Bohr plotting the Copenhagen Interpretation of quantum mechanics together with Heisenberg and Pauli (left) and Bohr wondering what he did 30 years later (right).
To view physics as a form of analog computation which can be simulated by digital computation offers resolutions of the following main unsolved problems of modern microscopic and classical macroscopic physics:
- Interaction between subject (experimental apparatus) and object under observation.
- Meaning of smallest quantum of action named Planck’s constant $h$.
- Contradiction between particle and wave qualities. Particle-wave duality.
- Meaning of the 2nd law of thermodynamics and direction of time.
- Meaning of Heisenberg’s Uncertainity Principle.
- Loss of cause-effect relation by resort of microscopic statistics.
- Statistical interpretation of Schrödinger’s multidimensional wave function.
- Meaning of Bohr’s Complementarity Principle.
- Meaning of Least Action Principle.
This view is explored on this blog and on Computational Blackbody Radiation suggesting the following answers to these basic problems:
- Observation by digital simulation is possible without interference with physical object.
- Planck’s constant $h$ can be viewed as a computational mesh size parameter.
- All is wave. There are no particles. No particle-wave duality.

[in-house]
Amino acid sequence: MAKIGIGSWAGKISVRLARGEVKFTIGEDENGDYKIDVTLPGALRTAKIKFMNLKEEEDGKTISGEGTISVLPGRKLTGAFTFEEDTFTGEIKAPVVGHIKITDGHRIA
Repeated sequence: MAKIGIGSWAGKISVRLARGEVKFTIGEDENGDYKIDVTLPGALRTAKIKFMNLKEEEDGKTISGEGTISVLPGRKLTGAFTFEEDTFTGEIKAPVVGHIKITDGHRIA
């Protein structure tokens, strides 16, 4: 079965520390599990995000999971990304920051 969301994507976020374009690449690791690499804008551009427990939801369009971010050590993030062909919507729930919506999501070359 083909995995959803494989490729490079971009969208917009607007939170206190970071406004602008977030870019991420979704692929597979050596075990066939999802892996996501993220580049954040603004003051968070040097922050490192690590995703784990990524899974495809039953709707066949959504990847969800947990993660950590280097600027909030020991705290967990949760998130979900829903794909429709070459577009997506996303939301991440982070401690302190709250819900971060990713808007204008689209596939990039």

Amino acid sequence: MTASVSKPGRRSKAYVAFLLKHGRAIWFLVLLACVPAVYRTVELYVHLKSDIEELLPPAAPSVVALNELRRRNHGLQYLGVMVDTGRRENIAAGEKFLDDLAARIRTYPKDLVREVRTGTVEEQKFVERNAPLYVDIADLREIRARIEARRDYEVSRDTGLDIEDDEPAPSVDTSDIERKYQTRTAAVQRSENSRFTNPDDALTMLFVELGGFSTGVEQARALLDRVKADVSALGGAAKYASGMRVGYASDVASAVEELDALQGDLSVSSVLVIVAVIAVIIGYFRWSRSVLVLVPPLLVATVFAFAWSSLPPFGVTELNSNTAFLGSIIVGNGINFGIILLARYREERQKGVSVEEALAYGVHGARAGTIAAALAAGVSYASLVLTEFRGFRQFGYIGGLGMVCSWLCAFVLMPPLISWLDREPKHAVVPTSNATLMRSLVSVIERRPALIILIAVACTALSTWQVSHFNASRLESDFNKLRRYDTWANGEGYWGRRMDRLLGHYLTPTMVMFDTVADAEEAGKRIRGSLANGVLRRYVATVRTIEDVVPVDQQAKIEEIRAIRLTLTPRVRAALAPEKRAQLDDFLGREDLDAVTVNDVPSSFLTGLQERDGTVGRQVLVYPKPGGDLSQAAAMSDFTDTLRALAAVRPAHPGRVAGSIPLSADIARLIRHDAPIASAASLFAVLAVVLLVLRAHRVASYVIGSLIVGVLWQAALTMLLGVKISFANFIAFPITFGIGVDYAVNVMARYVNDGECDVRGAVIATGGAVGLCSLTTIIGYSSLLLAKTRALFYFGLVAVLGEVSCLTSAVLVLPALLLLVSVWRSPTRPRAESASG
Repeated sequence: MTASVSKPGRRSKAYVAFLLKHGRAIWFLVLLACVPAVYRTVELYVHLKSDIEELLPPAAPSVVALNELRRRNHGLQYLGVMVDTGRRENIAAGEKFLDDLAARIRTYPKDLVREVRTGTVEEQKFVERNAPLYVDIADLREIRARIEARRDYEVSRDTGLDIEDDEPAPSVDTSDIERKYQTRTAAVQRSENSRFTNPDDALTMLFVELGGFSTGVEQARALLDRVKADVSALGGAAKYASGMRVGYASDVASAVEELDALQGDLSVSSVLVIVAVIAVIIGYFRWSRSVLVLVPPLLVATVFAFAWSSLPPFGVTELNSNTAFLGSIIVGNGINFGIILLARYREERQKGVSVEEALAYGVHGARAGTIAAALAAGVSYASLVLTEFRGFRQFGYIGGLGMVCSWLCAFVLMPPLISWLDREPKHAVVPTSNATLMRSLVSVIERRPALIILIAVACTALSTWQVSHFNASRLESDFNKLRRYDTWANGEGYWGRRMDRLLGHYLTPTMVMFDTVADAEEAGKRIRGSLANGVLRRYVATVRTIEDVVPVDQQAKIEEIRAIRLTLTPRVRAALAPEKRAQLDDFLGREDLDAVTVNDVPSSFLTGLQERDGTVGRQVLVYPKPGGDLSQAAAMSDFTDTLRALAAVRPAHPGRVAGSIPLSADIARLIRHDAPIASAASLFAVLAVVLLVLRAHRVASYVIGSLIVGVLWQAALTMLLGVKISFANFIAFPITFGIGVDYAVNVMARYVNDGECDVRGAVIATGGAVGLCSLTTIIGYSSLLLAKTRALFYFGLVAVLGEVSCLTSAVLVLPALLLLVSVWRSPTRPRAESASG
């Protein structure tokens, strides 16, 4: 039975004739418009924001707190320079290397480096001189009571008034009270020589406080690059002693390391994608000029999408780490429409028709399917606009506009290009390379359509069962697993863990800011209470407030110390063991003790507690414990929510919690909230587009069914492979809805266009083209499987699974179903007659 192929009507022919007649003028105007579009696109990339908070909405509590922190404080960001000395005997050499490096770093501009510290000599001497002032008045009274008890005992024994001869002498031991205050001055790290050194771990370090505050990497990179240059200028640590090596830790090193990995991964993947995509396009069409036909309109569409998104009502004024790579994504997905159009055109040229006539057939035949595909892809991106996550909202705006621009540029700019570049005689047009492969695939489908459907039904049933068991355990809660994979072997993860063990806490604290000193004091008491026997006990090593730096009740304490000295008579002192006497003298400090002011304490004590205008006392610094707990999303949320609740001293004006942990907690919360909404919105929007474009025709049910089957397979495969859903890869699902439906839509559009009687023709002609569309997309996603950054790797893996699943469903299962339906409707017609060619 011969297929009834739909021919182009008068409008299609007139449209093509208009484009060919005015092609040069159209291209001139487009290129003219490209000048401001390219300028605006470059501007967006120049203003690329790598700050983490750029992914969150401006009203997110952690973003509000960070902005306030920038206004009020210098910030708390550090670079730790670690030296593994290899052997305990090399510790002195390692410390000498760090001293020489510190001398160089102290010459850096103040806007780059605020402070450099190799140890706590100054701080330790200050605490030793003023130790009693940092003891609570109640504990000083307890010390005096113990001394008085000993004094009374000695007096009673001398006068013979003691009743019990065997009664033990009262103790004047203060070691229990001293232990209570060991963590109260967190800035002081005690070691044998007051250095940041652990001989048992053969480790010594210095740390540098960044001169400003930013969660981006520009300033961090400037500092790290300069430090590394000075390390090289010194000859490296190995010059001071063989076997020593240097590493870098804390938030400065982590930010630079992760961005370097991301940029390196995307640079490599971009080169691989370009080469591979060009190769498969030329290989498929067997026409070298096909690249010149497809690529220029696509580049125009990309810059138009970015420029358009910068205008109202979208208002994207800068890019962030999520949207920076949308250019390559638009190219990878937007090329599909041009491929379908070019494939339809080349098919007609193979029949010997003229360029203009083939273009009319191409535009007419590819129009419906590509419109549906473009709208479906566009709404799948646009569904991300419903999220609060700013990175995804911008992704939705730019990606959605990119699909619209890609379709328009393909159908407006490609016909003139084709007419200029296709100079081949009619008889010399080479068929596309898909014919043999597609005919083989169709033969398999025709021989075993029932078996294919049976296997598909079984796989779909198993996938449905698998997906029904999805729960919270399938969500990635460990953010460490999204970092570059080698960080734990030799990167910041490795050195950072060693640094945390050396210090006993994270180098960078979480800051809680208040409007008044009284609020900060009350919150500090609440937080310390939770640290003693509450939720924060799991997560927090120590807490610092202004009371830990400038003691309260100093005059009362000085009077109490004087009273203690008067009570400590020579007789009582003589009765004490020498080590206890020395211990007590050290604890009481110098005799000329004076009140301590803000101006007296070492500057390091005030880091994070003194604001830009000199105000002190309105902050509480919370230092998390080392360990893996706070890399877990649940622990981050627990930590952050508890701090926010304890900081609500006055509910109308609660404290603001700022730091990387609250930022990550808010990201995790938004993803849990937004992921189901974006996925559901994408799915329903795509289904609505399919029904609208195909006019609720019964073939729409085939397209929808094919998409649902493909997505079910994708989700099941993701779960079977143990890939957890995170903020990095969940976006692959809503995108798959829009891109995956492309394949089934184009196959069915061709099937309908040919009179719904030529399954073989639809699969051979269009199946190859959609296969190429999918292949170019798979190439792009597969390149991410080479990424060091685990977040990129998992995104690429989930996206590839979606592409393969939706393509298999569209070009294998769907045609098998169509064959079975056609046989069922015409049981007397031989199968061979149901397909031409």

- Dissipation as an effect of finite precision computation gives a 2nd law and direction of time.
- Uncertainty Principle as effect of finite precision computation.
- Statistics replaced by finite precision computation.
- Schrödinger’s wave equation as system in 3d without statistical interpretation.
- No contradiction between complementary properties. No need of Complementarity Principle.
- Least Action Principle as computational mathematical principle without physical reality.
The textbook physics harboring the unsolved problems is well summarized by Bohr:
- There is no quantum world. There is only an abstract quantum physical description. It is wrong to think that the task of physics is to find out how nature is. Physics concerns what we can say about nature…
- Everything we call real is made of things that cannot be regarded as real. If quantum mechanics hasn’t profoundly shocked you, you haven’t understood it yet.
- We are all agreed that your theory is crazy. The question which divides us is whether it is crazy enough to have a chance of being correct. My own feeling is that it is not crazy enough.
- We must be clear that when it comes to atoms, language can be used only as in poetry. The poet, too, is not nearly so concerned with describing facts as with creating images and establishing mental connections.